All multi-channel cochlear implants operate on the premise that each electrode stimulates relatively independent neural populations. However, it is likely that the population of nerve fibers that responds to stimulation on one electrode is not completely distinct from the population of fibers that responds to stimulation on another electrode. The extent of channel interaction in a particular cochlear implant has the potential to significantly impact performance. We have been examining channel interaction physiologically using the electrically evoked compound action potential (ECAP). In this study, we compare physiological measures to psychophysical measures obtained using a forward masking paradigm. We hypothesize that the physiological and psychophysical measures of channel interaction should be related. Preliminary data from nine adult Nucleus 24 patients suggest such a correlation may exist.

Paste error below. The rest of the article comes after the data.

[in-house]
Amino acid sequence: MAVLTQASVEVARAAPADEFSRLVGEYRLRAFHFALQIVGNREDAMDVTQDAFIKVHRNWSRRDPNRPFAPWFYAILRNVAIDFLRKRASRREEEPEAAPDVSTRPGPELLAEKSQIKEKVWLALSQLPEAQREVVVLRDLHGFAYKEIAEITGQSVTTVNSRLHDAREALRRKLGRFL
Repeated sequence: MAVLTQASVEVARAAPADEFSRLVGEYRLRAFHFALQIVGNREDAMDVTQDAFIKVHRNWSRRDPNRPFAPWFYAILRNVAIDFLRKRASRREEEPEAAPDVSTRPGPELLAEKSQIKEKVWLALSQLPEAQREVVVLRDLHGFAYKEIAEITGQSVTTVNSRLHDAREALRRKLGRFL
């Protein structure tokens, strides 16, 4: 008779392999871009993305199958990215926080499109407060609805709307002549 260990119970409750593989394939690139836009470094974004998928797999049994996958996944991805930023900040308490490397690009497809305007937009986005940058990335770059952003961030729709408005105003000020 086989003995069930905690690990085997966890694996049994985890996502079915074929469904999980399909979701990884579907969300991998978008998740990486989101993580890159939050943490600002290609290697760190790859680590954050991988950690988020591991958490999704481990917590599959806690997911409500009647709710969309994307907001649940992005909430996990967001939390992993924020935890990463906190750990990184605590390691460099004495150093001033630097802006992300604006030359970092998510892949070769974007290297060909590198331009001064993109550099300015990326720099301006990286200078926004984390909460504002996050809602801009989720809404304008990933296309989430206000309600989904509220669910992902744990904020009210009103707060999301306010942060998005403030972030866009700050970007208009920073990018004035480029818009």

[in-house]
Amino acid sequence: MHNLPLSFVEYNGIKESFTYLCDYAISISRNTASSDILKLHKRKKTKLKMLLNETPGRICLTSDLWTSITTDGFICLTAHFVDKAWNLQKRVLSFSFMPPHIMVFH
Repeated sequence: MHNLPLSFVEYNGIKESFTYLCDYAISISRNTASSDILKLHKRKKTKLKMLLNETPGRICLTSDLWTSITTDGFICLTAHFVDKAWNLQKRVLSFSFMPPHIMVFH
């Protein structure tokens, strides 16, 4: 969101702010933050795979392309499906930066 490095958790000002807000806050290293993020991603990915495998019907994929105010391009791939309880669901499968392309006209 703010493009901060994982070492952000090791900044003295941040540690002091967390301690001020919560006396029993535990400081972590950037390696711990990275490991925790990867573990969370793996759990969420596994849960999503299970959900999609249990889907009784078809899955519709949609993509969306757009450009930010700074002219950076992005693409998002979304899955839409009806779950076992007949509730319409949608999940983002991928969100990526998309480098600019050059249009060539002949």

- Cochlear implant
- Electrically evoked compound action potential
- Forward masking
ASJC Scopus subject areas